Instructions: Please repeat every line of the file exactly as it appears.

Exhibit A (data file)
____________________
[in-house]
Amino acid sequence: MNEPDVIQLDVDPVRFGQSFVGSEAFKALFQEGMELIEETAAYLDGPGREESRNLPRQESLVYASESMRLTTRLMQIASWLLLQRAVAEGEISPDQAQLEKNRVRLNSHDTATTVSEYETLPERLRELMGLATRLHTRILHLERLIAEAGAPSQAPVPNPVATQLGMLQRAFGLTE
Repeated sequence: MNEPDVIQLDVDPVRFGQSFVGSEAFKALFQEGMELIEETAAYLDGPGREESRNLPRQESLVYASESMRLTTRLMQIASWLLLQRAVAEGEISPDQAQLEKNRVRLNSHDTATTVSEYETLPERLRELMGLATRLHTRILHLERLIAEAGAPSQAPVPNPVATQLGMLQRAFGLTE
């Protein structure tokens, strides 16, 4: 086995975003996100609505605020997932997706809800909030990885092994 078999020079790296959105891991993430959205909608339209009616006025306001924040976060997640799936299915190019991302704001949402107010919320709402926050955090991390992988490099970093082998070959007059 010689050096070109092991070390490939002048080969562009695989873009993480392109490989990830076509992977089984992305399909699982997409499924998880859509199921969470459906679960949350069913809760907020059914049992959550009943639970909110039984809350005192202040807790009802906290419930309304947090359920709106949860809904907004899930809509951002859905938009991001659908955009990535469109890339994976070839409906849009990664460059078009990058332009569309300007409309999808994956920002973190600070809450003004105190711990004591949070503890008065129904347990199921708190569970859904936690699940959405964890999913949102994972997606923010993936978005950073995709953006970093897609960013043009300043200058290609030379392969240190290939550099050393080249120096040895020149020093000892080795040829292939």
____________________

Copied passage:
[in-house]
Amino acid sequence: MNEPDVIQLDVDPVRFGQSFVGSEAFKALFQEGMELIEETAAYLDGPGREESRNLPRQESLVYASESMRLTTRLMQIASWLLLQRAVAEGEISPDQAQLEKNRVRLNSHDTATTVSEYETLPERLRELMGLATRLHTRILHLERLIAEAGAPSQAPVPNPVATQLGMLQRAFGLTE
Repeated sequence: MNEPDVIQLDVDPVRFGQSFVGSEAFKALFQEGMELIEETAAYLDGPGREESRNLPRQESLVYASESMRLTTRLMQIASWLLLQRAVAEGEISPDQAQLEKNRVRLNSHDTATTVSEYETLPERLRELMGLATRLHTRILHLERLIAEAGAPSQAPVPNPVATQLGMLQRAFGLTE
């Protein structure tokens, strides 16, 4: 086995975003996100609505605020997932997706809800909030990885092994 078999020079790296959105891991993430959205909608339209009616006025306001924040976060997640799936299915190019991302704001949402107010919320709402926050955090991390992988490099970093082998070959007059 010689050096070109092991070390490939002048080969562009695989873009993480392109490989990830076509992977089984992305399909699982997409499924998880859509199921969470459906679960949350069913809760907020059914049992959550009943639970909110039984809350005192202040807790009802906290419930309304947090359920709106949860809904907004899930809509951002859905938009991001659908955009990535469109890339994976070839409906849009990664460059078009990058332009569309300007409309999808994956920002973190600070809450003004105190711990004591949070503890008065129904347990199921708190569970859904936690699940959405964890999913949102994972997606923010993936978005950073995709953006970093897609960013043009300043200058290609030379392969240190290939550099050393080249120096040895020149020093000892080795040829292939």